Digging deeper into the clinical complaints, there is often a component of a communication breakdown, whether it was how the treatment options were presented, the risks and benefits, or myriad other factors. The two greatest fears that patients experience in the healthcare environment, I heave learned from my reading, are whether or not someone is going to hear them and if they will get the right care. Concerns about the cost of treatment or the potential for pain are not primary.
We all need to be mindful of this need to communicate effectively when we’re talking with patients and go back to our “beginner minds.” I find this so crucial when I occasionally hear a resident discussing the condyle with a patient. I ask these residents, when reviewing their cases privately, if they knew what a condyle was before dental school. They sheepishly smile and utter “no.” I then remind them that the patient unlikely knows either.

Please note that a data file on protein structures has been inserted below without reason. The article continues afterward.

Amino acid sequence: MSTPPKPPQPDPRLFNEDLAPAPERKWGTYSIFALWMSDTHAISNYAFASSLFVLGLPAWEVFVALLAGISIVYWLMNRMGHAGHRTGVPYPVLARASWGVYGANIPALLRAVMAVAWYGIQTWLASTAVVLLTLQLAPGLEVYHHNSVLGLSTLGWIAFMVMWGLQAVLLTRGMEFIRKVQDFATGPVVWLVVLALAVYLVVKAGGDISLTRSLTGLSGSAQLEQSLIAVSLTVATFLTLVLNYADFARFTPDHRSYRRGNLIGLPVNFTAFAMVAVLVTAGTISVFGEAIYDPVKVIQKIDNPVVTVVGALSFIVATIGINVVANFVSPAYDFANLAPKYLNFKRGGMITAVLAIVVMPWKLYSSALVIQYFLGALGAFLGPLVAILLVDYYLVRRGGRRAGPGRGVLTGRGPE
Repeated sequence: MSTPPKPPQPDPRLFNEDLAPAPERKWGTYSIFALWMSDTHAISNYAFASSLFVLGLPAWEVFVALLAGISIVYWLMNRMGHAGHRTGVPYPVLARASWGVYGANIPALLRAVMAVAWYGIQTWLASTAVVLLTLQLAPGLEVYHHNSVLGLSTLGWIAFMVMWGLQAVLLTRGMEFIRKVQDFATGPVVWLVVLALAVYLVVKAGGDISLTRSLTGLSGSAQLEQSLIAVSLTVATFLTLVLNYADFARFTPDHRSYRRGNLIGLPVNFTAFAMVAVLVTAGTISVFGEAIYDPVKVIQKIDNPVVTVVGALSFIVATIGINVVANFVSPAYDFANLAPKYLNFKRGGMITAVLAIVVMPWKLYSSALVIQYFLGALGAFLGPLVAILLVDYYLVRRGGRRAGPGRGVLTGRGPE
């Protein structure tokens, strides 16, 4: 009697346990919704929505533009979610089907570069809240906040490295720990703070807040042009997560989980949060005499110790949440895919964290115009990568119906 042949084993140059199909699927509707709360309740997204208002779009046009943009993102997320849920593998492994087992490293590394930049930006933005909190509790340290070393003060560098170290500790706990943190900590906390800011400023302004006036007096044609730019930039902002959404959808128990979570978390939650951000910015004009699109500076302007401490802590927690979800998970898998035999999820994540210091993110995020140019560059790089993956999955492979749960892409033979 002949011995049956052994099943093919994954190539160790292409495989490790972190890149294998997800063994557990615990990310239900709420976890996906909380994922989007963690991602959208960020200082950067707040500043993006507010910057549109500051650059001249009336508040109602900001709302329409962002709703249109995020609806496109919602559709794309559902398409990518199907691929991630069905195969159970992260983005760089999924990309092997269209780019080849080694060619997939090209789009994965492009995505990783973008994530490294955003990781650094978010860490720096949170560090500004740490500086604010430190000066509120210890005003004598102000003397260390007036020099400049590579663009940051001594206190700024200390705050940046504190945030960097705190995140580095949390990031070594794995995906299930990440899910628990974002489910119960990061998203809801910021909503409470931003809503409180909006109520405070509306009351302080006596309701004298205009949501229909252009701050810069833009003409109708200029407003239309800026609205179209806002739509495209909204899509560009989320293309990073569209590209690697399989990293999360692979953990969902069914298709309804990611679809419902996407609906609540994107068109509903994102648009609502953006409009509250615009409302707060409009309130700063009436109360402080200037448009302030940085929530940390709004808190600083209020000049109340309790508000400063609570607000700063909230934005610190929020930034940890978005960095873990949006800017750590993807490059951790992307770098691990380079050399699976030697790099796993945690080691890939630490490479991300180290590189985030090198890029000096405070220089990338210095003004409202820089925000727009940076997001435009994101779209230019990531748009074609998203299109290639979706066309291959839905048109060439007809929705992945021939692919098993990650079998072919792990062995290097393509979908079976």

This is why I draw the anatomy, label each part, and translate all the jargon for the patient, using relatable analogies. A TMJ displacement with limited opening is like a carpet stuck in front of a door. I even draw a door with a squiggle representing the carpet, given that my artistic skills are sorely lacking. All of this brings a bit of lightness to the discussion, and the visual sticks.